The value of embedding quality throughout the software development life cycle is a given. And while we all know that quality is critical, how it is assured by today’s QA and testing professionals is changing dramatically. But is it changing fast enough?
We have just published the 2017-8 World Quality Report, for which we surveyed 1,660 CIOs and senior technology professionals in 34 different countries. There are a number of interesting trends, and some disappointing developments that suggest the answer to the above question is no – or at least, not yet.
This year’s research findings evidence a growing need for effective QA and testing in our fast-changing, digital and complex world. The whole organization of QA and testing is changing in response to this need. Centralized testing teams are decentralizing and becoming integrated in the agile and DevOps cycle. In fact, the QA and testing operation is much more of a business enabler than ever before.
Advocating a continuous quality view
Yet, this decentralization of the QA and testing operation raises issues, notably with the quality it is supposed to be ensuring. The rapid release cycle in an agile and DevOps model, along with an increasingly complex application landscape, risk serious errors being introduced into the software. That’s why I advocate a continuous quality view of applications throughout the cycle. It’s important to gain insight into what part of an application is being used, how it’s being used, and what its impact is on the business.
However, it’s clear that many organizations lack this continuous quality view. This is worrying. While empowering local teams is a good way to achieve quality in all stages of the development process, it cannot come without this enterprise view of ‘where we are’ – in other words, red, amber, green oversight of an application’s development and any quality issues. The idea that quality is everyone’s responsibility in the decentralized QA and testing operation within DevOps presents the risk that it becomes nobody’s overarching responsibility. This puts the entire business in jeopardy.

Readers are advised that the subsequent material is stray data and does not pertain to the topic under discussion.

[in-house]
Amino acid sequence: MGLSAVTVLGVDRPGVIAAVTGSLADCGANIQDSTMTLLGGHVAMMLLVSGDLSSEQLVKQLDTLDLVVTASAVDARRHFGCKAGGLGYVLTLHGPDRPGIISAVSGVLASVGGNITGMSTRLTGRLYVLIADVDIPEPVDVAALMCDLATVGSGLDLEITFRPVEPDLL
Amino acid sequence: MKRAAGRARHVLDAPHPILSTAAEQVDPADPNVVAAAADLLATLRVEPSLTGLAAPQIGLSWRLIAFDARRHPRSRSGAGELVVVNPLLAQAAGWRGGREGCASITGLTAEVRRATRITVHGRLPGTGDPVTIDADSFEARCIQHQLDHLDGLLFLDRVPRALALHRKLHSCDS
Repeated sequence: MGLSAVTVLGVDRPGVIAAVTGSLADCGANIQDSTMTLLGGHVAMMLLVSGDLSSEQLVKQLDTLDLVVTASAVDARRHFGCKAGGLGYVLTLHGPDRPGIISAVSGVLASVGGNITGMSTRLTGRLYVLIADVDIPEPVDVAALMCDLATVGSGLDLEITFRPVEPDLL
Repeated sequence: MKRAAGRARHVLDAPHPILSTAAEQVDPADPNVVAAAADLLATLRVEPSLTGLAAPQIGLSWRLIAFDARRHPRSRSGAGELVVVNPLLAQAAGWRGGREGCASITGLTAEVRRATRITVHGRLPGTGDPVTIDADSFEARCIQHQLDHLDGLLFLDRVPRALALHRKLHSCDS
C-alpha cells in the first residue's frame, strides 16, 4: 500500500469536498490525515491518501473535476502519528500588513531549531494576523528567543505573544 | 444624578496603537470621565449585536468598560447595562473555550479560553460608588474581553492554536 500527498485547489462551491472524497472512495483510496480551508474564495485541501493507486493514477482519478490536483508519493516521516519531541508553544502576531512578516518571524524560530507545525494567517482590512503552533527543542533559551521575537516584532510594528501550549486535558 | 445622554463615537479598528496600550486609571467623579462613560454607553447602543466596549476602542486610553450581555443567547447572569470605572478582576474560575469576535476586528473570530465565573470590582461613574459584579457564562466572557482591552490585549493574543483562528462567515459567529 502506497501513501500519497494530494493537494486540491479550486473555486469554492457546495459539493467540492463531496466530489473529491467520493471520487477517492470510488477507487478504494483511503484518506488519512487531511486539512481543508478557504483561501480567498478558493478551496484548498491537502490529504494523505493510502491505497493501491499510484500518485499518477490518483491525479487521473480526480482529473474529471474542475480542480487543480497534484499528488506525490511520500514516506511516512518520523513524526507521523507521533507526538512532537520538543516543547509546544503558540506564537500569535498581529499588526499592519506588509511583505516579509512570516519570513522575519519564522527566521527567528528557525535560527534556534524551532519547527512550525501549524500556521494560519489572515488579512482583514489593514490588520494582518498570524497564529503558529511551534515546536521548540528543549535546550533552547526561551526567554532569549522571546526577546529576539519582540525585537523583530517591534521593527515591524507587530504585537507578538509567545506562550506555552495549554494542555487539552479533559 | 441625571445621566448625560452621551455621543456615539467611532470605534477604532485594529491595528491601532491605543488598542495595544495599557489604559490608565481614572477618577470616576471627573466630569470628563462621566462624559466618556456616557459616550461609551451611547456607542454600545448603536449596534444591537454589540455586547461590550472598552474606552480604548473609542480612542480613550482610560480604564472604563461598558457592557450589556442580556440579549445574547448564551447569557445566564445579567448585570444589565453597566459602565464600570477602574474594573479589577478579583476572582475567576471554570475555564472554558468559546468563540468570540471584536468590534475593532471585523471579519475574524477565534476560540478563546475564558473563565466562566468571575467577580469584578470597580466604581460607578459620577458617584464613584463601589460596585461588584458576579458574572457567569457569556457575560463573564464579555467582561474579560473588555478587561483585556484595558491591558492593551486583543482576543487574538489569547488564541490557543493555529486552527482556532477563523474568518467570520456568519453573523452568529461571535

I cannot underestimate the importance of this point. A cursory online search gives some sense of the potential business impact of a quality issue, post go live. These range from vehicle recalls, flight delays and failed bank payments, to data breaches, store closures, and user frustration with new mobile phone features – all attributed to software failures. In today’s zero tolerance consumer era, the impact on brand. reputation and revenue can be significant.
Embedding intelligence in QA and testing operations
The answer is to rethink how QA and testing operate within the development cycle. I’ve recently worked with a product company that has moved to a DevOps model. It has tightly integrated QA and testing with the DevOps organization. Recognizing the need for a continuous quality view, the business invested in a quality dashboard giving visibility throughout the product development cycle. The information captured, such as user feedback, is now fed back into the QA and testing teams to enable them to focus their efforts on the right thing, rather than wasting time on testing irrelevant software components.
Automating the relevant data capture from multiple systems (code version control, defect management, issue reporting, workflow, test repositories, etc.) with algorithmic analysis and dynamic reporting within this dashboard is just one aspect of more intelligence-led QA and testing – where robots, machine learning, and artificial intelligence (AI) can help to guide decisions about what to test and how far. I am disappointed at the overall level of automation recorded by this year’s World Quality Report. At just 16%, the average level of automation for test activities leaves room for massive growth in the coming years.
I am also disappointed that the challenges in QA and testing seem to be increasing – with 99% of respondents saying they face some kind of challenge with testing in agile development. And it seems that a lack of data and environments is the most serious challenge, cited by 46%, up from 43% last year.
A smarter way forward
A more cognitive approach to QA and testing, with the adoption of smart platforms and intelligent automation, will help to address these challenges. With so many more releases nowadays, it will become increasingly difficult to manage QA and testing operations without making this organizational change and embedding smart QA into the development lifecycle.
As an industry, we’re not there yet, but given the emergence of smarter applications and products that demand an integrated, intelligent and automated approach for testing, there’s no time wait.